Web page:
In Britain, same sex marriage has largely been a “meh” issue. Much of the opposition seems to be inspired by frustration at the misplaced priorities of our political elite; people are less against it than they can’t see the point of it – beyond making David Cameron look a little less nasty. And so it has passed us by with little more than a dull debate in the Commons and the comic outing of a Cardinal who was hitherto “homosceptic”. It’s all been so very British.
Not so in France, where it’s turned incredibly French. It’s surprising to discover that, in a country with a proud tradition of secularism and political liberalism, only a slight majority of Frenchmen support the bill to legalise gay marriage that faces the National Assembly on Tuesday – and opinion is evenly split on a parallel bill to let gay people adopt children. More remarkable still has been the scale of the opposition's street protests: the largest drew 340,000 to Paris in a demonstration of popular will normally associated with the Left. This has received very limited coverage in the European and American mainstream media, where there also seems to be a veritable blackout about the state’s violent response.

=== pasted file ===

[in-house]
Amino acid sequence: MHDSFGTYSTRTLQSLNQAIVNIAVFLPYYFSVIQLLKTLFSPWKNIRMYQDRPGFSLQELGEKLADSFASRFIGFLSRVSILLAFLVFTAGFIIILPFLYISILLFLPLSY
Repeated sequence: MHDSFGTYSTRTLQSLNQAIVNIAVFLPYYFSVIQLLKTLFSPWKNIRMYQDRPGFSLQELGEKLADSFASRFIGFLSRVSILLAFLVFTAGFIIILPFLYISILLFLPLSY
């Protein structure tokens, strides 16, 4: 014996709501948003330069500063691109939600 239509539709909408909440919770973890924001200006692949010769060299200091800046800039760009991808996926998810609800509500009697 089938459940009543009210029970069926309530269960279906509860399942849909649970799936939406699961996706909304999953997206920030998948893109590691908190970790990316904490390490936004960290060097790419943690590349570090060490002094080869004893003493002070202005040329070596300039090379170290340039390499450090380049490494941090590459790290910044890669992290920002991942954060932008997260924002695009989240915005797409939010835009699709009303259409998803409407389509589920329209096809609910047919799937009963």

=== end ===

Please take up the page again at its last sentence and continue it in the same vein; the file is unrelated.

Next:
A video surfaced yesterday of a confrontation between police and Catholic protestors that began when the latter refused to vacate the space they were using for their demonstration. Around 4 minutes in a young man is thrown to the ground. A priest appears to come to his aid and refuses to let go of him. The cops drag the couple apart and pull the priest towards their vans. Around 4.41 you can clearly see one of the policemen kick the cleric in the head. Blink and you’ll miss it, but I’m sure he felt it all the same. Sadly, this scene has not been unique. This newspaper has reported the use of tear gas on crowds and I’ve received anecdotal reports of children maced and protesters beaten. Much of it can only be found on Catholic blogs and ultra conservative websites –but it’s there in blood red for all to see.
Read more at Telegraph Blog.